The launch, like the original game's, went horribly: awful bugs, broken quests, lag. But these paled beside the main problem. For an unexpectedly huge number of players, the issue - the overriding issue that has burned in their heart down to, lo, this day and hour - was betrayal.
A minority of players liked, and still like, the NGE. But the Betrayed were legion, and they were loud. The official forums filled rapidly with complaints; admins pulled them and perma-banned many posters, who created independent "refugee" forums like Imperial Crackdown. Their reactions weren't the rote whining that follows every expansion. (1. You nerfed $CLASS. 2. You obviously hate $CLASS. 3. You suck.) No, this was qualitatively different: anger, yes, but also grief.
The saddest thing I ever saw in SWG was the night before the NGE on the Euro servers... Creature Handlers taking out their favourite pets one last time, petting and playing with them. Perhaps they thought they'd still be able to pull them out; maybe they knew. I am not joking when I say that the conversations I overheard between them then brought a lump to my throat. And I knew then that what SOE was doing was a breach of faith. I became then as angry as the rest of us. (Terra Nova blog, "Order 66," comment by Chewster , 12/16/2005)
To dismiss these players as mawkish, to tell them to get a life, misses the NGE's lessons. These paying subscribers thought they had a life, and a community. Among a certain demographic, the distinction between meatspace and online - between "life" and "game" - grows increasingly arbitrary, like cash vs. credit cards. Having invested time building that part of their life, these players watched SOE, with brief warning and dubious justification, sweep it away.
For many younger players, it was their first encounter with betrayal. And as there is no love like your first love ...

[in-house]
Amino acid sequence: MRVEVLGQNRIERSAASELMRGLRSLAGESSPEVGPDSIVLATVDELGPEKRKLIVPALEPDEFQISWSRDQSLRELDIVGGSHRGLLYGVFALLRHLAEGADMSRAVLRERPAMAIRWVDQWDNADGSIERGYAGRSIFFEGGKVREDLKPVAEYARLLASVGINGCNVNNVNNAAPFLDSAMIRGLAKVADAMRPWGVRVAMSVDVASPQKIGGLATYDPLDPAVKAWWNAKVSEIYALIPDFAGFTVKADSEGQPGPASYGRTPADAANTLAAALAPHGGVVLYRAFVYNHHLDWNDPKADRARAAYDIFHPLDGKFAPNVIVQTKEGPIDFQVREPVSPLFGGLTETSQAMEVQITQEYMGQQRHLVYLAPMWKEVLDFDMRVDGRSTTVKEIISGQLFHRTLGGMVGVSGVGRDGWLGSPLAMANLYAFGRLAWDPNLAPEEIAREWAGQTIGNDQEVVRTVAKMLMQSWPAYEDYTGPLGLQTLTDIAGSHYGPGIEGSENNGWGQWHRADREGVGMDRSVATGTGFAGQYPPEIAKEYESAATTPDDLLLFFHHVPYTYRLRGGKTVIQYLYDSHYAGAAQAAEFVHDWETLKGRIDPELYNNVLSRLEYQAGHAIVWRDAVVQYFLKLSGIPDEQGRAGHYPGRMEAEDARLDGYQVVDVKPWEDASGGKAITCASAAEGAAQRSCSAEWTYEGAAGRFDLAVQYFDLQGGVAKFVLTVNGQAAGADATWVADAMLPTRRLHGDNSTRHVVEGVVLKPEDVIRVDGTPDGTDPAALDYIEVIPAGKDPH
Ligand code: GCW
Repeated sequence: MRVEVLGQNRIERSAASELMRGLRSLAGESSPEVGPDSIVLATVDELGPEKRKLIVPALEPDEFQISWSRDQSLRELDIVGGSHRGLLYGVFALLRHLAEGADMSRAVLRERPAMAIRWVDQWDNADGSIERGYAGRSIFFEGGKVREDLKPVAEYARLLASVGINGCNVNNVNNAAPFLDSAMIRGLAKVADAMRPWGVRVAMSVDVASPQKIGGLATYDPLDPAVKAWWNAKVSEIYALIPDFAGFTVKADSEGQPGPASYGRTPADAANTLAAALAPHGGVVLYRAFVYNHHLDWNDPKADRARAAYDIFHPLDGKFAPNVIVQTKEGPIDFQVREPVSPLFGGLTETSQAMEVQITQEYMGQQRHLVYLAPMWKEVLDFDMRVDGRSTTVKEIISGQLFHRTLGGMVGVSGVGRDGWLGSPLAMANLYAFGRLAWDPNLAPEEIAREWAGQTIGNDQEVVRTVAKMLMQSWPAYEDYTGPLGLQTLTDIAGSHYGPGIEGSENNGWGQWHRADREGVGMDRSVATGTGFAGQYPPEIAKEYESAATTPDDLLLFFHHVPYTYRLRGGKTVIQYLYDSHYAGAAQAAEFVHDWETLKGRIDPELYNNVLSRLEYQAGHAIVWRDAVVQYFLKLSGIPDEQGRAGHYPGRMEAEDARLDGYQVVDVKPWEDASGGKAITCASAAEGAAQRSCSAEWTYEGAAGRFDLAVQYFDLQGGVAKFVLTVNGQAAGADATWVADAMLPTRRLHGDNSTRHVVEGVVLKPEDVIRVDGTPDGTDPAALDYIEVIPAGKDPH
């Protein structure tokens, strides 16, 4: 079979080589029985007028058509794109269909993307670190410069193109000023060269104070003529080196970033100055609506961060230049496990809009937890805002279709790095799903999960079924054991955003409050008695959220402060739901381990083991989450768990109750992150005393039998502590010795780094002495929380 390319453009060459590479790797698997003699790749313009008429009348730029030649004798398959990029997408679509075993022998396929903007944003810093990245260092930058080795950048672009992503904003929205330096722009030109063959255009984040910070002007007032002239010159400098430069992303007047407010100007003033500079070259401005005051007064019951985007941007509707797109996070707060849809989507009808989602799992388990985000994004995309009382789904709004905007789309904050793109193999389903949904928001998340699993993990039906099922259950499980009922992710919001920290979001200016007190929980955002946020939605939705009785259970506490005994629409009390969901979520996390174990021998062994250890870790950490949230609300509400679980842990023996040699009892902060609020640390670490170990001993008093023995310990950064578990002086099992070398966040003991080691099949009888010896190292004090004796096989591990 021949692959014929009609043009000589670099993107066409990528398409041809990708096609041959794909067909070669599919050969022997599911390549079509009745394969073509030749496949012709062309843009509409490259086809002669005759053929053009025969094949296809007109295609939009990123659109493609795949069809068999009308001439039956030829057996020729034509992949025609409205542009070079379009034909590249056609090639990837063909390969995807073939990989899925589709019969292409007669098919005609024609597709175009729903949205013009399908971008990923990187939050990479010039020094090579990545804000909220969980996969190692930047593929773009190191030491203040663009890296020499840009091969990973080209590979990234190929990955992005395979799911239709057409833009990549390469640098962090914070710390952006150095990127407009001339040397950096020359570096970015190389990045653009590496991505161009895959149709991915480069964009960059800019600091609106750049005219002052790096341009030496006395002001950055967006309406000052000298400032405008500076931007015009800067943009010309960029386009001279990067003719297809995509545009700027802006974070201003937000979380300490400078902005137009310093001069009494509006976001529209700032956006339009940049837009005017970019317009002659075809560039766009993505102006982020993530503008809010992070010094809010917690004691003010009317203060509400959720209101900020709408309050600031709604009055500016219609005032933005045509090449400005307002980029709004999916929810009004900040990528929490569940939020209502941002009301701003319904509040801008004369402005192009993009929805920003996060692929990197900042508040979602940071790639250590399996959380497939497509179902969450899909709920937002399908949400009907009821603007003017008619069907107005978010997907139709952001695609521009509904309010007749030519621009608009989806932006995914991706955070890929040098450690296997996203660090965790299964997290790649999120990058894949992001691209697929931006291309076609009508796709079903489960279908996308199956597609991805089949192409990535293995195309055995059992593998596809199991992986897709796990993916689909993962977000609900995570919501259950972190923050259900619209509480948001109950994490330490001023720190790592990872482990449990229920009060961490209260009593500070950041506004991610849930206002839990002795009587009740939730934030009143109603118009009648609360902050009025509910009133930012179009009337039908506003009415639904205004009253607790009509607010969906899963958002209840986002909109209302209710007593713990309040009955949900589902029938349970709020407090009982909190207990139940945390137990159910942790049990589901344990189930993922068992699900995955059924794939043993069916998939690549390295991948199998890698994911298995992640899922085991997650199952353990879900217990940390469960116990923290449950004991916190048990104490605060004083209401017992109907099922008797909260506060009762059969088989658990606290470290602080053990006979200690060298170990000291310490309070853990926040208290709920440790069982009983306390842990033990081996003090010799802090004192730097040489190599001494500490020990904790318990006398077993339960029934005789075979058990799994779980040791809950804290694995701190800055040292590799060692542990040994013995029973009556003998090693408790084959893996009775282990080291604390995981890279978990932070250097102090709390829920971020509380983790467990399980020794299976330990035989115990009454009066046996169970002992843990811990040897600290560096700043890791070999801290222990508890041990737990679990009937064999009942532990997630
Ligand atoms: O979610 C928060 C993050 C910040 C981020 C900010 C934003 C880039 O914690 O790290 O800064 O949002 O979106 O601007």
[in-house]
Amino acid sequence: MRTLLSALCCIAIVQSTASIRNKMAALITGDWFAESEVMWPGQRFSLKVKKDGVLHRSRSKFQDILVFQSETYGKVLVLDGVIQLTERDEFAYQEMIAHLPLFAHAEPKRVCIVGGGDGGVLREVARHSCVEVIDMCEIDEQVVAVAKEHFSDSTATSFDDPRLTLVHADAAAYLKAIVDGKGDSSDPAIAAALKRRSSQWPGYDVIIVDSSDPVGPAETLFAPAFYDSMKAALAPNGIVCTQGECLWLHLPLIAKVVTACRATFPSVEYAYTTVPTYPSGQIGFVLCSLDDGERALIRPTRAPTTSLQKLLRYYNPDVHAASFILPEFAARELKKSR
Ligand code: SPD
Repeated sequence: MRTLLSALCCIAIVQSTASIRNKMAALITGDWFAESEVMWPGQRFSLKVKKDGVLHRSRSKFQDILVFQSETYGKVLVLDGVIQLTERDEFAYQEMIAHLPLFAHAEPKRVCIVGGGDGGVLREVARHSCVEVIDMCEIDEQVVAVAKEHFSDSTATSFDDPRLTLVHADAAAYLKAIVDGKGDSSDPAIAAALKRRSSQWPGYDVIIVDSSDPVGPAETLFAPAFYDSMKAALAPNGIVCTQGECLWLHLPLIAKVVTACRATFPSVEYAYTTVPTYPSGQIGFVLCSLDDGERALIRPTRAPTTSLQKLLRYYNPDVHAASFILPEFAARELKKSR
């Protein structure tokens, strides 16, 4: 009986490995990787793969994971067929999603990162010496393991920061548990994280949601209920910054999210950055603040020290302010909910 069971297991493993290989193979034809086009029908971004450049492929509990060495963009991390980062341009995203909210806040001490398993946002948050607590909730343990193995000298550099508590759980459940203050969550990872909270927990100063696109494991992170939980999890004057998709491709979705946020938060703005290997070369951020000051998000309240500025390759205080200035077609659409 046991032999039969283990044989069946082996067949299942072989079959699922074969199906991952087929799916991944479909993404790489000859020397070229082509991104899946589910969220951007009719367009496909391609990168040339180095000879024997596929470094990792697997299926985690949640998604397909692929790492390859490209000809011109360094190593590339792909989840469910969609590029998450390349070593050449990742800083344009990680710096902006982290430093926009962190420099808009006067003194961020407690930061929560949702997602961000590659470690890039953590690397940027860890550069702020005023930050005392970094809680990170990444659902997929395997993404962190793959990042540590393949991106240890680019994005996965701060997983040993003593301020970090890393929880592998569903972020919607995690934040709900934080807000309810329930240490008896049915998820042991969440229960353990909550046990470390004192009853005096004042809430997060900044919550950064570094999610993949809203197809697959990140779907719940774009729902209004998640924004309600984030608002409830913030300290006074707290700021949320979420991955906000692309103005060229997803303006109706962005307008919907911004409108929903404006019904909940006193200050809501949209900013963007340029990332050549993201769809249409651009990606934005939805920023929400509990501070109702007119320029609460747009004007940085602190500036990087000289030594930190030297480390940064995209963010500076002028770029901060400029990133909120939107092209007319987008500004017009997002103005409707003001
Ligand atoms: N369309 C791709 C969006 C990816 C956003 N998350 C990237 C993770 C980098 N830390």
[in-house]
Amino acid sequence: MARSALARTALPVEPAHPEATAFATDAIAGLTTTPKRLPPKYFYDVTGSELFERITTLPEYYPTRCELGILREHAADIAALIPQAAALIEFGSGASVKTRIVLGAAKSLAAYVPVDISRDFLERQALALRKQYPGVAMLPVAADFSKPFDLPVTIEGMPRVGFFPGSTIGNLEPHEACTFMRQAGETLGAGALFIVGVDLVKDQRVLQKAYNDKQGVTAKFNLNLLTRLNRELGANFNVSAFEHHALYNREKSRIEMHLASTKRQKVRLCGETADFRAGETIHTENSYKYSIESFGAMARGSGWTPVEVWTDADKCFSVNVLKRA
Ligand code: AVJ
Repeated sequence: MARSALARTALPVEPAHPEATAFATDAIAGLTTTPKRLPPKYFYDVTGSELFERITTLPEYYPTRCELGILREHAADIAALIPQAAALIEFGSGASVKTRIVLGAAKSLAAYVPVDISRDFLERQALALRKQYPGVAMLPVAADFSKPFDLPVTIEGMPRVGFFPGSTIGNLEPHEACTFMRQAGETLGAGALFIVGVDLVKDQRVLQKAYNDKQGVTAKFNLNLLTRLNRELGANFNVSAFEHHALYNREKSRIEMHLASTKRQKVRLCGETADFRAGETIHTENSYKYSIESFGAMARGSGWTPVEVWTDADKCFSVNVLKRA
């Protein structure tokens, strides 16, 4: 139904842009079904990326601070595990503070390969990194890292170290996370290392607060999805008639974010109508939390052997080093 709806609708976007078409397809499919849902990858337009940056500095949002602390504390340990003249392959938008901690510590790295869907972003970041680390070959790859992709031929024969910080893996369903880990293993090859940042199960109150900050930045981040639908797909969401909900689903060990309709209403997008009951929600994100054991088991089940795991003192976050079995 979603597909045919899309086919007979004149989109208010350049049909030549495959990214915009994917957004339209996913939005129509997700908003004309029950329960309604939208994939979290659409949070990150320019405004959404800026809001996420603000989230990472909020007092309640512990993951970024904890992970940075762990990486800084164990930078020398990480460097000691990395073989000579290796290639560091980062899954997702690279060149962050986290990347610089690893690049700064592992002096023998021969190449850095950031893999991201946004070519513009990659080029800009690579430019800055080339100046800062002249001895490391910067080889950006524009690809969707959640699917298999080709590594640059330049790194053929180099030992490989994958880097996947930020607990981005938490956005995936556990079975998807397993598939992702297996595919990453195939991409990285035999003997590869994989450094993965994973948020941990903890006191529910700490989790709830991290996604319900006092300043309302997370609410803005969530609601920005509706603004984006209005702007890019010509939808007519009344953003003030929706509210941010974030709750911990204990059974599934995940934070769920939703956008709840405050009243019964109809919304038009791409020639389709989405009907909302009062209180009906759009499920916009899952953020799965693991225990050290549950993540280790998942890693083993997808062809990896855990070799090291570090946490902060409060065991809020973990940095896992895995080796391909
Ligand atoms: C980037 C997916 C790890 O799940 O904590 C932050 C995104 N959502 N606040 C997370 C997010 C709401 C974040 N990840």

At first, SOE's official line about the outcry was "Some gamers hate change"; then, later, "It's a small minority." Before long, though, the community's outrage drew unprecedented attention from The New York Times, The Washington Post, Wired and many others. The official line now sounded like, "We had to destroy the village to save it." John Blakely, SOE VP of Development, told the Post, "We knew we were going to sacrifice some players ... [but] as a Star Wars license, we should do a lot better than we have been doing." Smedley told GameSpot, "Straight sandbox games don't work. ... I think in the past, what we probably made was the Uncle Owen experience as opposed to the Luke experience. We needed to deliver more of the Star Wars heroic and epic feeling to the game."
There it is again: "fix the game." Torres told The New York Times, "Games should be fun." He told Gamespy, "We will continue to improve the game in areas wherever it is deemed needed to make the game fun and enjoyable for all players." It sounded like a threat.
Yet 200,000 people were having fun playing Uncle Owen in SOE's sandbox. When Sony dumped out their sand, they went home. And oh boy, did they tell their friends.
In December 2005, in a damage-control interview on G4TV's "Attack of the Show," Torres dismissed subscriber losses as temporary: "We experienced that in the past when we made enhancements like these, and in general what's really interesting about that - a lot of [players] come back after they feel like, OK, they've vented their concerns."
But the pre-NGE players were going, going, gone. Worse, newcomers, hearing little good about Galaxies, have not replaced the refugees. In May 2006, MMOGChart estimated 170,000 subscribers; later anecdotal reports suggest steeper drops. SOE says only that trends are promising.
Interviews with Julio Torres stopped appearing shortly after the NGE launch. The current LucasArts SWG producer is Jake Neri.
Players still implore SOE to roll back the game, pre-Combat Upgrade, on separate servers. But the old game's devs have left the company; maintaining two versions would be impractically costly; and, though SOE has divulged nothing, the license might forbid it. Fans have tried writing emulators like SWGEmu and New Hope, but divisive politics and the task's magnitude cripple them.